The International Committee of the Red Cross said its operation to evacuate thousands of civilians trapped in the besieged Ukrainian city of Mariupol remains up in the air.
The organization said Friday a team of nine staff in three cars are moving from the town of Zaporizhzhia toward Mariupol to assist with the so-called Safe Passage Operation. However, ICRC spokesman Ewen Watson said it is not clear whether the operation can proceed safely.
He said top-level officials from the parties involved have approved the mission but that previous agreements have been broken.
"If you remember toward the beginning of March, we did try and do a similar operation from Mariupol, that we thought that there was a cease-fire agreement in place for, and then hostilities resumed," Watson said. "So, that is the reality that we are facing here and what we want to avoid this time around. We want this to be a successful operation that allows civilians to leave the city safely and on a voluntary basis."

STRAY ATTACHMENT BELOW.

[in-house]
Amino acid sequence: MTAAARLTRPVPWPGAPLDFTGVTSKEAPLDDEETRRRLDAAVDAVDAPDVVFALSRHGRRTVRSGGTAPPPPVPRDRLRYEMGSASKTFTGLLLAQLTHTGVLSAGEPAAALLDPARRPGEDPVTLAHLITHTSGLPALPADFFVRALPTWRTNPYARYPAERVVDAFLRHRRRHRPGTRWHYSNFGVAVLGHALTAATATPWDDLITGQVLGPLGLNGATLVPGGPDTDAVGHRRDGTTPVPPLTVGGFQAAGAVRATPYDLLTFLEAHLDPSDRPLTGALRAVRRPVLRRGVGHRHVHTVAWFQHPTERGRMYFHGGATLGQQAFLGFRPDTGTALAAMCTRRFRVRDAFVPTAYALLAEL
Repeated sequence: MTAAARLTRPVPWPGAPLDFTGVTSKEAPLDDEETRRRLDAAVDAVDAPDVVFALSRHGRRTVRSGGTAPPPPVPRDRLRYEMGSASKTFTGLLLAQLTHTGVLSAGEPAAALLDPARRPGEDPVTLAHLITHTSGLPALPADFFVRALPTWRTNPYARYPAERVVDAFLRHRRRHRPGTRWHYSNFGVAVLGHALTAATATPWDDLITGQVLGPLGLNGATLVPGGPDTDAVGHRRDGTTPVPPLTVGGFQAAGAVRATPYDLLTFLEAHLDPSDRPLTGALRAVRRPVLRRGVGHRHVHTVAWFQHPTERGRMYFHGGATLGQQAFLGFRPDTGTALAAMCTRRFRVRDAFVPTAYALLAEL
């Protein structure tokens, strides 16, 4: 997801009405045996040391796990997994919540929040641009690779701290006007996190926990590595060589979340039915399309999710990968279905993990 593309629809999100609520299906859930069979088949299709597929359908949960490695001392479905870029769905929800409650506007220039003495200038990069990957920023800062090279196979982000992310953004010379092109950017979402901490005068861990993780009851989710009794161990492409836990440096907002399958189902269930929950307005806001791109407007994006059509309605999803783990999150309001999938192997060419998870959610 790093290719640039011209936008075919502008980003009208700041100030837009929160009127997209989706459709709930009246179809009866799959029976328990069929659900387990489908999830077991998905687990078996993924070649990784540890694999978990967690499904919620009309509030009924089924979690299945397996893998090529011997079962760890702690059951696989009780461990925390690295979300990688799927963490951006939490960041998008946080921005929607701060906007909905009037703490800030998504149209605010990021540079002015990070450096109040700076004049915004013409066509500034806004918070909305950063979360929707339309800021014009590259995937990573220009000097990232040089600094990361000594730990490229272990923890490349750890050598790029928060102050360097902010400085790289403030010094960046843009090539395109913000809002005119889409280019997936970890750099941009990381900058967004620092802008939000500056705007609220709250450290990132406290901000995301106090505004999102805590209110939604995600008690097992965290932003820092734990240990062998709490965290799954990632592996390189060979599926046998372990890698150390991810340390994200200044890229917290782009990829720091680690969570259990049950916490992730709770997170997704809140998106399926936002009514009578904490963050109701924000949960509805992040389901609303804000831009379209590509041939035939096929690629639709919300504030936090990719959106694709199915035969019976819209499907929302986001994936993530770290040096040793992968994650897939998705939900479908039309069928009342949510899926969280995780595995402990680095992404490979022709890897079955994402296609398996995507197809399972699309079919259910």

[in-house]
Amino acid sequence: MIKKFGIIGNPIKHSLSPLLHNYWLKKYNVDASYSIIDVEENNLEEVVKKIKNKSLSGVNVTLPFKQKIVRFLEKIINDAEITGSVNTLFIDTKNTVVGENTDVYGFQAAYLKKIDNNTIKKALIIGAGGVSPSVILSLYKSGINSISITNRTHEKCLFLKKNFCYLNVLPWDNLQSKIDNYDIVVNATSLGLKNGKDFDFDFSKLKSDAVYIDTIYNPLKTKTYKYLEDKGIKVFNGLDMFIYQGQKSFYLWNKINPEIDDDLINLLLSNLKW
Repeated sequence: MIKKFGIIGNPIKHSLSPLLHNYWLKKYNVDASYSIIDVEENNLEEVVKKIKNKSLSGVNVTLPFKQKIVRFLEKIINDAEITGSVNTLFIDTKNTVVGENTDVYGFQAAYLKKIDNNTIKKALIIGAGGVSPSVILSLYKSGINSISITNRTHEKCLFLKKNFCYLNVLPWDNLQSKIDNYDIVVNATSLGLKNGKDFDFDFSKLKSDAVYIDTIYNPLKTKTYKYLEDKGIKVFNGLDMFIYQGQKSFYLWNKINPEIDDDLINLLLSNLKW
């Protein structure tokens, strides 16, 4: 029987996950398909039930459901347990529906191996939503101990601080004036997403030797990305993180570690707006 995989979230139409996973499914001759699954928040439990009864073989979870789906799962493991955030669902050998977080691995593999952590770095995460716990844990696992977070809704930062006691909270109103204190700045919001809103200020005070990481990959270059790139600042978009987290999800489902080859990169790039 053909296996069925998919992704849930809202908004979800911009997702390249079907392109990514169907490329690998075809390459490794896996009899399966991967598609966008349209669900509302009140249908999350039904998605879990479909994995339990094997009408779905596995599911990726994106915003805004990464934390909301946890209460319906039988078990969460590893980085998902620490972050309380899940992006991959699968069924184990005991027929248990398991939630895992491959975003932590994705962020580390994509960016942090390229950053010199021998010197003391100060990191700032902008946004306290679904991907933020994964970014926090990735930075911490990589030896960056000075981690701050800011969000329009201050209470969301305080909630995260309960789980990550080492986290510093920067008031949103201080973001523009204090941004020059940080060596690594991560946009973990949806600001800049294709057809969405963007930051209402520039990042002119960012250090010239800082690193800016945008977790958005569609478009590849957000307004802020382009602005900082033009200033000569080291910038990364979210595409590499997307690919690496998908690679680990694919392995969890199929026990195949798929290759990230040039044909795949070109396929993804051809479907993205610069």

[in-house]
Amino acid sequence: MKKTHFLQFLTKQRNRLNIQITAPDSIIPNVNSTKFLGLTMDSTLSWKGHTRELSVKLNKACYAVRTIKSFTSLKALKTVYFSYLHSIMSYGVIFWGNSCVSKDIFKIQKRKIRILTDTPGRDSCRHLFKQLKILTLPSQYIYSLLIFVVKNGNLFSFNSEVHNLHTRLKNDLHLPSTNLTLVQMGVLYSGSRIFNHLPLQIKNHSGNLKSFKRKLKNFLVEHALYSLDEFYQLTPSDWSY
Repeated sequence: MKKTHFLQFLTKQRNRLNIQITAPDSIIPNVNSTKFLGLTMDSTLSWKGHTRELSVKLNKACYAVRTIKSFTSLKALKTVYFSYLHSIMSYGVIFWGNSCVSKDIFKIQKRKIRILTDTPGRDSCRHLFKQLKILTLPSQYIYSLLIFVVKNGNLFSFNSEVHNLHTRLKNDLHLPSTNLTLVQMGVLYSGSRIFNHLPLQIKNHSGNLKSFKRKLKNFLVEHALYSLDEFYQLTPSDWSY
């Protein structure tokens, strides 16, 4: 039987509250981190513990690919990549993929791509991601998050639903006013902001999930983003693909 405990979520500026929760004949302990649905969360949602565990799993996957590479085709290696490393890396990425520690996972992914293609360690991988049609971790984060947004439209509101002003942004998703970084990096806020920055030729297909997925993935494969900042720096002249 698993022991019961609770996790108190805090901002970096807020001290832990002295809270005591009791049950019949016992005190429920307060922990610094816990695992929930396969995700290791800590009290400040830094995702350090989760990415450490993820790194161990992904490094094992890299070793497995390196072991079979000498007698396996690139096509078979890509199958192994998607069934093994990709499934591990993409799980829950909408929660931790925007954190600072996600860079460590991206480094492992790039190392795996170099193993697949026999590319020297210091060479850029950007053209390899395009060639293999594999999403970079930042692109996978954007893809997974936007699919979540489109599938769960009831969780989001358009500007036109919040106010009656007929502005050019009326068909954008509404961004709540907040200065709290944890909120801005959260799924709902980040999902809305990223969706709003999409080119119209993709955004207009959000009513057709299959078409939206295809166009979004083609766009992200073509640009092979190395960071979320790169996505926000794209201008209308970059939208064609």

Food, water and medical supplies in Mariupol are dwindling, Watson said, adding that civilians have been forced into bunkers because of relentless bombing raids that have turned the city into rubble.
He said the safe passage operation is very complex and it is important that all sides understand what is involved and implement what has been agreed to.
"The details that we insist are cemented and in place include the exact safe passage route, its exact start time, and its duration," Watson said. "We have to be certain that a cease-fire holds, of course. We have to be certain that this humanitarian convoy can move safely through military checkpoints."
The transfer and evacuation of people at risk should only take place if certain conditions are fulfilled, Watson added, including the consent of the people concerned.
He said a convoy of humanitarian aid is on standby, but that the ICRC has not received permission for it to move into Mariupol.